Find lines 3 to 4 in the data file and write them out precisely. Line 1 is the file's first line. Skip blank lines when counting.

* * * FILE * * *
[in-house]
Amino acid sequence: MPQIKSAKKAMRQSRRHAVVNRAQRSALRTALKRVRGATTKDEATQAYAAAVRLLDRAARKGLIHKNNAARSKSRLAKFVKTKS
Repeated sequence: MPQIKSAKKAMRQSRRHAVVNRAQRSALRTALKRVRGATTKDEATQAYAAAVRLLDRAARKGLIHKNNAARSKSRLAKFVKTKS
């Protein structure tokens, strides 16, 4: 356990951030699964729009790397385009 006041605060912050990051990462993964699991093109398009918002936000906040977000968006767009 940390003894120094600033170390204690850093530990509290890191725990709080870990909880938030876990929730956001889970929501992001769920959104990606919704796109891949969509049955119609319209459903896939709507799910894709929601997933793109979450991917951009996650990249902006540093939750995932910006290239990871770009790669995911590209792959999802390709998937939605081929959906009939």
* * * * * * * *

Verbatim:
Repeated sequence: MPQIKSAKKAMRQSRRHAVVNRAQRSALRTALKRVRGATTKDEATQAYAAAVRLLDRAARKGLIHKNNAARSKSRLAKFVKTKS
């Protein structure tokens, strides 16, 4: 356990951030699964729009790397385009 006041605060912050990051990462993964699991093109398009918002936000906040977000968006767009 940390003894120094600033170390204690850093530990509290890191725990709080870990909880938030876990929730956001889970929501992001769920959104990606919704796109891949969509049955119609319209459903896939709507799910894709929601997933793109979450991917951009996650990249902006540093939750995932910006290239990871770009790669995911590209792959999802390709998937939605081929959906009939």